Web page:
Delicate miniatures to towering Giants. Growing sunflowers are totally Awesome!
Sunflowers have an amazing variety of uses. Grown as food for poultry and livestock,
dyes come from the petals, and paper is made from the stalks pith. Sunflower seed feed countless people, animals and birds; seed-oil is used in cooking, soaps and cosmetics. You can grow sunflowers in the garden as a windbreaks, privacy screen or living support for pole beans.
Sunflowers come in many sizzling sizes. Some cultivars grow 15′ tall, with flower heads twice the size of you hands, while dwarfs only reach knee high. Some cultivars produce a single large flower; others form several heads.
Choose a site with 6+ hours of sun on the north side of your garden, these tall flowers want to shade the rest of the gardens, so placement is critical. It’s best to wait until the soil is warmer, around the first warm days of May. Sow seeds 1″ deep and 6″ apart. Water well after planting. Sunflowers have long tap roots which need to stretch out; seedlings prefer well dug, loose, draining soil. Turn the soil to one shovels depth and 3 feet across while blending in a 3 inch layer of Watters Premuim Mulch to insure the soil does not compact.
Once your seedlings are up apply a 3 inch layer of Shredded Cedar Bark to conserve moisture, repel insects and keep weeds down. Sunflowers are drought resistant, but they will grow better if you water 2-3 times per week until the flowers mature.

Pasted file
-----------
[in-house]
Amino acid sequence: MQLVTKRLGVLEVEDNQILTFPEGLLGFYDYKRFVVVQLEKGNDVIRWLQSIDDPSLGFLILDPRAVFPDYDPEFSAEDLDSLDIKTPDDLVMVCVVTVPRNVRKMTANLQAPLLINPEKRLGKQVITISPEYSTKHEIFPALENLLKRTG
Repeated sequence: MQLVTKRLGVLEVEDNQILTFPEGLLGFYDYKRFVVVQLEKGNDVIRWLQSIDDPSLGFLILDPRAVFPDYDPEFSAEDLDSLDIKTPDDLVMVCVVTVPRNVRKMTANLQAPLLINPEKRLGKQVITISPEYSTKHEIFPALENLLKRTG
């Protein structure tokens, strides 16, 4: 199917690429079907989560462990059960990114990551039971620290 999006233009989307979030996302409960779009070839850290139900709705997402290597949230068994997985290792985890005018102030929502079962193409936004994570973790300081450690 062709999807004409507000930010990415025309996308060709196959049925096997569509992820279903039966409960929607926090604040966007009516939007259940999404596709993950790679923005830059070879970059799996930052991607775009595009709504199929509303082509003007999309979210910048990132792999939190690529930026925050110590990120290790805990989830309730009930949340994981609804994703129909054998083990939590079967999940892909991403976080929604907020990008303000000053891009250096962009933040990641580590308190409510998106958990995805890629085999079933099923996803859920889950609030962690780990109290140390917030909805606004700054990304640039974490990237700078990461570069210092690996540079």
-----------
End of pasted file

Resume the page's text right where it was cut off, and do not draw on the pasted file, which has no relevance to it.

Food for Bigger Flowers
Sunflowers are heavy feeders so the soil needs to be nutrient rich. For a truly spectacular flower size feed your plant every two weeks with Watters ‘Flower Power 54’ food. This water soluable food ingites the flowers size, brightness and seed count.
Sunflowers are remarkably trouble-free. Find a new spot to grow sunflowers each year to prevent leaf mottle, a soil fungus that produces dead areas along leaf veins. An early autumn may interfere with pollination and cause the plant to form empty seeds; plant earlier the next year. To protect seeds from birds, cover flowers with mesh bags, cheesecloth, old pantyhose, or perforated plastic bags. Bamboo stakes may be required as the plant stretched above head height.
Harvest as soon as seeds start to turn brown or the backs of the seed heads turn yellow. The heads usually droop at this time. Harvest with a 2 foot stem and hang upside down in a garage or garden shed until fully dried.
Dissolve 1/2 cup of table salt in a 1/2 gallon of water, add the sunflower seeds and soak them overnight. Drain and spread on a baking sheet and roast for 3 hours at 200°F or until crisp. Serve them at your next garden party and guests will be wowed that you grew, harvested, and roasted your own sunflower seeds.
Someone paid over $39 million in 1987 for Vincent van Gogh’s Sunflowers painting. Kansas is “The Sunflower State.”
Kansas is “The Sunflower State.”